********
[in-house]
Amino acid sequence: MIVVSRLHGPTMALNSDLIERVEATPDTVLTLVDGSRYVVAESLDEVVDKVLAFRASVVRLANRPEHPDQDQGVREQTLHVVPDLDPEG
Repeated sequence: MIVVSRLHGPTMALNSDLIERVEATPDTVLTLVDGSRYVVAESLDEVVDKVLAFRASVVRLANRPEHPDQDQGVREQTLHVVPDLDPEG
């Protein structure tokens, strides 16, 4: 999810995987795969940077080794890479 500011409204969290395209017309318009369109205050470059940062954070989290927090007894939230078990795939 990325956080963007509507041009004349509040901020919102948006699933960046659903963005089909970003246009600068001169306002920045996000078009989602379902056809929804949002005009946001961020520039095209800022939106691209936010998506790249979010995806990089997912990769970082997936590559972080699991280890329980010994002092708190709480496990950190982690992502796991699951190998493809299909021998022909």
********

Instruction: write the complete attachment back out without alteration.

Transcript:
[in-house]
Amino acid sequence: MIVVSRLHGPTMALNSDLIERVEATPDTVLTLVDGSRYVVAESLDEVVDKVLAFRASVVRLANRPEHPDQDQGVREQTLHVVPDLDPEG
Repeated sequence: MIVVSRLHGPTMALNSDLIERVEATPDTVLTLVDGSRYVVAESLDEVVDKVLAFRASVVRLANRPEHPDQDQGVREQTLHVVPDLDPEG
């Protein structure tokens, strides 16, 4: 999810995987795969940077080794890479 500011409204969290395209017309318009369109205050470059940062954070989290927090007894939230078990795939 990325956080963007509507041009004349509040901020919102948006699933960046659903963005089909970003246009600068001169306002920045996000078009989602379902056809929804949002005009946001961020520039095209800022939106691209936010998506790249979010995806990089997912990769970082997936590559972080699991280890329980010994002092708190709480496990950190982690992502796991699951190998493809299909021998022909």